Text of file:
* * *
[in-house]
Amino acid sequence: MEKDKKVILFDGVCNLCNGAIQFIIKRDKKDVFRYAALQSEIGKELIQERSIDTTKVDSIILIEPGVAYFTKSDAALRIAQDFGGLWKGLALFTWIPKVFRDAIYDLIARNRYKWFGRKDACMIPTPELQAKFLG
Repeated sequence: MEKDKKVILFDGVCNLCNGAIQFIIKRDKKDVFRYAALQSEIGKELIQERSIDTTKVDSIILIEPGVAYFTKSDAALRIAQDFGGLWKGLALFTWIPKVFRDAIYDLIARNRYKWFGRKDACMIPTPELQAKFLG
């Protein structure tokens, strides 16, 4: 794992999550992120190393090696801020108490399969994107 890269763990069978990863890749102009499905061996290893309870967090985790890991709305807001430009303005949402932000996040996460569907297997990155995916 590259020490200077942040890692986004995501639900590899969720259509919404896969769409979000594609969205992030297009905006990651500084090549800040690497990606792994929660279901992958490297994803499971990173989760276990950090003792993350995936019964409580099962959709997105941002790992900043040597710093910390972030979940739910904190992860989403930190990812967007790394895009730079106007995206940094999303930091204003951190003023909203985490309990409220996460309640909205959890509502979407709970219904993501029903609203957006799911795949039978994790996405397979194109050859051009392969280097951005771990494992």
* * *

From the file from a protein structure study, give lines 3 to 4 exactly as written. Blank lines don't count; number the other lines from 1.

Repeated sequence: MEKDKKVILFDGVCNLCNGAIQFIIKRDKKDVFRYAALQSEIGKELIQERSIDTTKVDSIILIEPGVAYFTKSDAALRIAQDFGGLWKGLALFTWIPKVFRDAIYDLIARNRYKWFGRKDACMIPTPELQAKFLG
């Protein structure tokens, strides 16, 4: 794992999550992120190393090696801020108490399969994107 890269763990069978990863890749102009499905061996290893309870967090985790890991709305807001430009303005949402932000996040996460569907297997990155995916 590259020490200077942040890692986004995501639900590899969720259509919404896969769409979000594609969205992030297009905006990651500084090549800040690497990606792994929660279901992958490297994803499971990173989760276990950090003792993350995936019964409580099962959709997105941002790992900043040597710093910390972030979940739910904190992860989403930190990812967007790394895009730079106007995206940094999303930091204003951190003023909203985490309990409220996460309640909205959890509502979407709970219904993501029903609203957006799911795949039978994790996405397979194109050859051009392969280097951005771990494992």